Dana Zook (column mug)ENE

We have reached another fall season according to the calendar, although I’m not sure Mother Nature is paying attention. After living here for almost a decade, the crazy OK weather still surprises me!

One issue with the proliferation of warm temperatures in the fall is the continued population growth of horn flies on cattle. At this point in the year, much of our fly control options have run out, especially if producers have already used a combination of fly controls such as sprays or tags. Even though there is little we can do for flies this time of year, there are a few action items producers can achieve this fall to help with better fly control next summer.

Remove spent fly tags!

In Oklahoma, producers should expect to achieve about 90 days of control with a fly tag. That is, if proper chemical rotation has been practiced in the past. Producer applying tags with no heed to rotation may get less effective fly control. Also, most fly tags are applied in the early summer. When fall rolls around, those same tags have reduced efficacy and should be removed.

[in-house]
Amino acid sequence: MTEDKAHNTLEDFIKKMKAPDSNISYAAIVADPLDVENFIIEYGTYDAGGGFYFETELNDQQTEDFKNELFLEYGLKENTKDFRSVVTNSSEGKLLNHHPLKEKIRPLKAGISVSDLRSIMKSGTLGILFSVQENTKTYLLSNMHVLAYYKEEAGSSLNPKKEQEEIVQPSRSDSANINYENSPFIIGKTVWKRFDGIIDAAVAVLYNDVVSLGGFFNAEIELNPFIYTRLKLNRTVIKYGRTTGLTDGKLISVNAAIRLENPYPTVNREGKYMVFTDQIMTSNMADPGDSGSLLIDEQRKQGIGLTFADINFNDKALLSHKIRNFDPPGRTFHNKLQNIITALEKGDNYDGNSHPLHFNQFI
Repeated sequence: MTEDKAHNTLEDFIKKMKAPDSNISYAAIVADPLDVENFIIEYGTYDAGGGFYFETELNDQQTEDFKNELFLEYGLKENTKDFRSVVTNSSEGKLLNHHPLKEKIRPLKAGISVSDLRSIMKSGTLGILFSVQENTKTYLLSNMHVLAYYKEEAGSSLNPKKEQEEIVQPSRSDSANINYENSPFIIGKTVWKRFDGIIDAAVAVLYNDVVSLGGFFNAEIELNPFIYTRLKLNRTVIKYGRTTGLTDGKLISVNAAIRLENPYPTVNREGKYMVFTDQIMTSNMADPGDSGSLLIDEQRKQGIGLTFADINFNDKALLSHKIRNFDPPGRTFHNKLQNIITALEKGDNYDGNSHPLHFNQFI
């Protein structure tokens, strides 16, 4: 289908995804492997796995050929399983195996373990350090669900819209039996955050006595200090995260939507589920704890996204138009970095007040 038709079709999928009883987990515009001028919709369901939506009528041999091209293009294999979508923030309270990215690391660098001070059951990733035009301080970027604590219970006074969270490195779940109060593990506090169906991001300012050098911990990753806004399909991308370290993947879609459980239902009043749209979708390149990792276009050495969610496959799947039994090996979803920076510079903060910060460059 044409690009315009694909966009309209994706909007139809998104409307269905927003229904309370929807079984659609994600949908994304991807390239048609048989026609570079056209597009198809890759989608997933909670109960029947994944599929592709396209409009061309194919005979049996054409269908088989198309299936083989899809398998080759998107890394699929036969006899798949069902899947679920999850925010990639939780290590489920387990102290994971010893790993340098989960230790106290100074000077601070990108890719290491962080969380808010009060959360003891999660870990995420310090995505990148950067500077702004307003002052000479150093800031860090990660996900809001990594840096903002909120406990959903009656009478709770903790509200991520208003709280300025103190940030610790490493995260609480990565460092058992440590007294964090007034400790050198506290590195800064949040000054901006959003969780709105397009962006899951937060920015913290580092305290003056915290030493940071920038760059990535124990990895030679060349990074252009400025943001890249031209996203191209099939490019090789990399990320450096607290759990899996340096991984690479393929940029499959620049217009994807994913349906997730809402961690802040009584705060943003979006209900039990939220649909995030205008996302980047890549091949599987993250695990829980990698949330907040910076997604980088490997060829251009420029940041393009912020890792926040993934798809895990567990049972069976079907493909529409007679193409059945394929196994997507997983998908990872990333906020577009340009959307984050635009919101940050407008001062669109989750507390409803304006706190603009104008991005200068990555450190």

You may be wondering, “Why remove the tags, it’s just as easy to do it in the spring? Prompt removal is important because there is still a small amount of chemical on the tag — not enough to control the flies but just enough to allow living flies to build resistance to that chemical. In Oklahoma, mild temperatures allow some fly growth to continue through the winter. If fly tags are left in till next spring, there is the potential for several generations of horn flies to develop resistance to the chemical in that tag.

Dispose of spent fly tags properly.

Removal of spent fly tags is very important but so is their disposal. Instead of leaving the old tags littered around the chute, bag them up and put them in trash. Old tags on the ground still are a reservoir for flies to create resistance over the winter.

Record what fly control was used.

Fall is the perfect time to make record of what fly tags, pour-ons and sprays were used for both flies and other internal parasites (worms). Take a picture of the boxes with your phone or file a label to reference when you purchase products next season. Rotation of both internal and external parasite control is essential for the effectiveness of future products. By ignoring rotation, livestock producers are losing control options. Internal and external parasites are animal welfare issues and producers should heed label directions so that the products are still effective in the future.

OSU Extension has several useful references for fly control including chemical rotation guidance. County extension educators also have the resources to help you make the right fly control choice. Take advantage of the slower pace this fall and winter and make fly and internal parasite control decisions now.

Zook is Oklahoma Cooperative Extension Service northwest area livestock specialist.

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